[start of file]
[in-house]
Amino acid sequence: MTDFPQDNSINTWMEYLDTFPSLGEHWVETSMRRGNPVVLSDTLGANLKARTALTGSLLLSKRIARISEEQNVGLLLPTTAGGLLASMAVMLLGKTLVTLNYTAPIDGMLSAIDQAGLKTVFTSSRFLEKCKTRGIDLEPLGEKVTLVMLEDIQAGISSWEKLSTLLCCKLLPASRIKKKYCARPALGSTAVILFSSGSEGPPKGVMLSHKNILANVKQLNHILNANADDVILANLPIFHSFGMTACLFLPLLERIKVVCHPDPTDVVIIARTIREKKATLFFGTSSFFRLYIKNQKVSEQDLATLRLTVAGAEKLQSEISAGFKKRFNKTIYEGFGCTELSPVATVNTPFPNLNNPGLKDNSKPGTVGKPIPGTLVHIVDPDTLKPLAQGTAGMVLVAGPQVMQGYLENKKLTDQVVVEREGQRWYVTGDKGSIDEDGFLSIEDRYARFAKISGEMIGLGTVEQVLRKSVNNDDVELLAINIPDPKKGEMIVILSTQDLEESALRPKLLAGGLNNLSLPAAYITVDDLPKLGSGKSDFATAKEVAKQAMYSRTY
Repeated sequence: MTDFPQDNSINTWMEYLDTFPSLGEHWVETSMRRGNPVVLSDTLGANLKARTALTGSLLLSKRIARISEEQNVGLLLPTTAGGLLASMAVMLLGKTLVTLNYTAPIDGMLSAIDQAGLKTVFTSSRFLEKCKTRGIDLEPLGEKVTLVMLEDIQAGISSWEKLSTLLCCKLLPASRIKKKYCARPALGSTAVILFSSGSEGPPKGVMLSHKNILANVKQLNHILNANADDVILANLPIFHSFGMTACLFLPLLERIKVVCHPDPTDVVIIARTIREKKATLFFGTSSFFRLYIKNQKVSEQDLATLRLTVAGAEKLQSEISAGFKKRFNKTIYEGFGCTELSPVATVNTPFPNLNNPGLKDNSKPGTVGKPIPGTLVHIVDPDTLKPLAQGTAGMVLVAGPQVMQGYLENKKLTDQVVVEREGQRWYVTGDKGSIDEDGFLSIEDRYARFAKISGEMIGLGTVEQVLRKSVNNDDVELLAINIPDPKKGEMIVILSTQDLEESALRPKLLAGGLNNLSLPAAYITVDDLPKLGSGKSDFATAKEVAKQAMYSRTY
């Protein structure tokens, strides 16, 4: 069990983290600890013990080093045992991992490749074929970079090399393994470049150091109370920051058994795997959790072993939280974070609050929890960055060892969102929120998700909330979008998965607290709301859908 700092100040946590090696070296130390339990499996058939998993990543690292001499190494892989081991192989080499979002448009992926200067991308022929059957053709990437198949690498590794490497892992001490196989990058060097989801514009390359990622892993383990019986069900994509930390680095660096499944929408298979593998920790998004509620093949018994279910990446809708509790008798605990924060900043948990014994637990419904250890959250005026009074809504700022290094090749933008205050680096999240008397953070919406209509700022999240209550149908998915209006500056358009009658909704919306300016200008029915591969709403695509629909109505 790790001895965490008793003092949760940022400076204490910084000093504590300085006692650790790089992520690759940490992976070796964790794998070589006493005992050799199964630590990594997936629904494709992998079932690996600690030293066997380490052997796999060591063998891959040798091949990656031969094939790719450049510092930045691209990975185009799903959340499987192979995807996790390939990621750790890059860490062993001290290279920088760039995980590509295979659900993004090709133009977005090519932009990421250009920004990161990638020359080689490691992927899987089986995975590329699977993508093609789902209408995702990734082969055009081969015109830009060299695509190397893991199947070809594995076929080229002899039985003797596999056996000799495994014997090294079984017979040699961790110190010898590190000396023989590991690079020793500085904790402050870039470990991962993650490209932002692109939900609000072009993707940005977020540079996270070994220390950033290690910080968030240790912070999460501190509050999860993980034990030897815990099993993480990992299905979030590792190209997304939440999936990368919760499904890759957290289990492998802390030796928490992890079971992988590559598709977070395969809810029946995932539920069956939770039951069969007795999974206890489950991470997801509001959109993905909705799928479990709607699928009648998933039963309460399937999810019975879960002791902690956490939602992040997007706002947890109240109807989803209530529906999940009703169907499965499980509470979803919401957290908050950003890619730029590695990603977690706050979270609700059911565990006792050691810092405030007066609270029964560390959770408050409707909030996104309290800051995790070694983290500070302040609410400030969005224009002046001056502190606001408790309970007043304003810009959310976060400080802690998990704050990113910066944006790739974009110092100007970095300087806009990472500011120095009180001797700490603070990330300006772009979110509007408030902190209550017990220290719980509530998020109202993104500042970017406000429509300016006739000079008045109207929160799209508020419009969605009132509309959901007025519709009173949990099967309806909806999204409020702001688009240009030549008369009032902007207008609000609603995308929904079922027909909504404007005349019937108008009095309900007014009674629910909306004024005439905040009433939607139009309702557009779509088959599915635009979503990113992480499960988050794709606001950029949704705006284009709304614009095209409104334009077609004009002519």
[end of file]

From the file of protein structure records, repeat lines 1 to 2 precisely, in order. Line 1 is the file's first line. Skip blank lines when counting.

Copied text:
[in-house]
Amino acid sequence: MTDFPQDNSINTWMEYLDTFPSLGEHWVETSMRRGNPVVLSDTLGANLKARTALTGSLLLSKRIARISEEQNVGLLLPTTAGGLLASMAVMLLGKTLVTLNYTAPIDGMLSAIDQAGLKTVFTSSRFLEKCKTRGIDLEPLGEKVTLVMLEDIQAGISSWEKLSTLLCCKLLPASRIKKKYCARPALGSTAVILFSSGSEGPPKGVMLSHKNILANVKQLNHILNANADDVILANLPIFHSFGMTACLFLPLLERIKVVCHPDPTDVVIIARTIREKKATLFFGTSSFFRLYIKNQKVSEQDLATLRLTVAGAEKLQSEISAGFKKRFNKTIYEGFGCTELSPVATVNTPFPNLNNPGLKDNSKPGTVGKPIPGTLVHIVDPDTLKPLAQGTAGMVLVAGPQVMQGYLENKKLTDQVVVEREGQRWYVTGDKGSIDEDGFLSIEDRYARFAKISGEMIGLGTVEQVLRKSVNNDDVELLAINIPDPKKGEMIVILSTQDLEESALRPKLLAGGLNNLSLPAAYITVDDLPKLGSGKSDFATAKEVAKQAMYSRTY